Cody Carrier wrote this essay for his Buddhist Material Culture course at Williams College. He will graduate in 2021 with a major in Chemistry. Spending his teenage years in Florida, Cody developed a passion for outdoor activities such as running, surfing, and playing soccer. Cody enjoys projects that let him engage with his community, and he hopes to pursue a career in medicine following his graduation from Williams College.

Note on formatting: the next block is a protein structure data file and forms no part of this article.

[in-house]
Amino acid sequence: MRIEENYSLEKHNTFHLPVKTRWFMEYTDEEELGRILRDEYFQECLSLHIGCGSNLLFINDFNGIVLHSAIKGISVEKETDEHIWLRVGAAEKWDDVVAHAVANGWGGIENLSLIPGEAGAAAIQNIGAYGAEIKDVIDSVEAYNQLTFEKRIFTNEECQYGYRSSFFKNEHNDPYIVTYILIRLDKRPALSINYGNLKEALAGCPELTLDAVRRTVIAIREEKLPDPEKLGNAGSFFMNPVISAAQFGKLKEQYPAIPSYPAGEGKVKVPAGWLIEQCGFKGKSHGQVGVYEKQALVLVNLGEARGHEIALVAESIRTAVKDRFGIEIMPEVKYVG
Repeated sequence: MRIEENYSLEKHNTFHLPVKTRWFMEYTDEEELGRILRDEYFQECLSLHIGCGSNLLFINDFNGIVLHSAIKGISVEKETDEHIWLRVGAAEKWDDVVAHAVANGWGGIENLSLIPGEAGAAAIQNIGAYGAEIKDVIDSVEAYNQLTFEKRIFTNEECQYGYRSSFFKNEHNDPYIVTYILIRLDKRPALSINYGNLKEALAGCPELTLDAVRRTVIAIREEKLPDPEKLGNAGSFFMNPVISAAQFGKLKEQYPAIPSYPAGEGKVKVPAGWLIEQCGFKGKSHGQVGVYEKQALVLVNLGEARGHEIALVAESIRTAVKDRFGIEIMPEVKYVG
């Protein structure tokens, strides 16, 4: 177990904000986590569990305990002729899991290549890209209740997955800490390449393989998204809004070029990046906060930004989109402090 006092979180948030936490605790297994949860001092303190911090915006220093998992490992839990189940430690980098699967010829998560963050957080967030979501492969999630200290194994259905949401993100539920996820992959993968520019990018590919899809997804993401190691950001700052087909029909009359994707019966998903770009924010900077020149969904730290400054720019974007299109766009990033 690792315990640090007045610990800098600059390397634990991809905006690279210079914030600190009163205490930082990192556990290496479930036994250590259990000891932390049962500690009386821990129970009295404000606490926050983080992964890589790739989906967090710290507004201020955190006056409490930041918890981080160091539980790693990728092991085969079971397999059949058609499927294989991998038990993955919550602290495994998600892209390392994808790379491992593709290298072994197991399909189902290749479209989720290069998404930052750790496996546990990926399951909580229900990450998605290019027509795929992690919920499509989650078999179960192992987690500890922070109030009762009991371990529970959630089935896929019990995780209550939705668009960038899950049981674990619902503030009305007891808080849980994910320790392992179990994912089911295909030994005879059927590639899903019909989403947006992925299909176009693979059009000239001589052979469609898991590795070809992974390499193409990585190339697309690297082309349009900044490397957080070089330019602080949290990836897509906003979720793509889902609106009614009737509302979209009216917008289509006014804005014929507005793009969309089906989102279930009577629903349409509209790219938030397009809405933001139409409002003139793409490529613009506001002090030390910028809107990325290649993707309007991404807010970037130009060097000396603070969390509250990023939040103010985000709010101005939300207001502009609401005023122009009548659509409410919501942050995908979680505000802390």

Harvey, Peter. 2000. An Introduction to Buddhist Ethics. Cambridge: Cambridge University Press.
Hazard, Sonia. 2013. “The Material Turn in the Study of Religion” in Religion and Society: Advances in Research 4: 58–78.
Keown, Damien. 2005. Buddhist Ethics: A Very Short Introduction. Oxford: Oxford University Press.